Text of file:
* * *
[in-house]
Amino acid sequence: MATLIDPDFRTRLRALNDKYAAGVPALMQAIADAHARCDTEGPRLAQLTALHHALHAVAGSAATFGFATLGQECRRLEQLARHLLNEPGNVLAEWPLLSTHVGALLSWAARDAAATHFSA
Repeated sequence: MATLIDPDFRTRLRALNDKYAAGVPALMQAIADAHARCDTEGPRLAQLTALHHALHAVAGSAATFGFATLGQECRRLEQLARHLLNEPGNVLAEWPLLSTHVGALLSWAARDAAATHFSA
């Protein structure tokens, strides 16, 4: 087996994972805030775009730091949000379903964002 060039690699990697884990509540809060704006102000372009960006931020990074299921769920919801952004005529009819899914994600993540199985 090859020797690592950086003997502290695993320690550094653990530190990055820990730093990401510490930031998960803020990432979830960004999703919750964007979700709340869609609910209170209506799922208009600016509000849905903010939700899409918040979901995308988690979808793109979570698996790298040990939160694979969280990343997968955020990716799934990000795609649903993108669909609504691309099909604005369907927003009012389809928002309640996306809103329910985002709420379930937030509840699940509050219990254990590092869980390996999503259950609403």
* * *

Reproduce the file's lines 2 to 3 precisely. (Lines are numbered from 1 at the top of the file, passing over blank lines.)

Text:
Amino acid sequence: MATLIDPDFRTRLRALNDKYAAGVPALMQAIADAHARCDTEGPRLAQLTALHHALHAVAGSAATFGFATLGQECRRLEQLARHLLNEPGNVLAEWPLLSTHVGALLSWAARDAAATHFSA
Repeated sequence: MATLIDPDFRTRLRALNDKYAAGVPALMQAIADAHARCDTEGPRLAQLTALHHALHAVAGSAATFGFATLGQECRRLEQLARHLLNEPGNVLAEWPLLSTHVGALLSWAARDAAATHFSA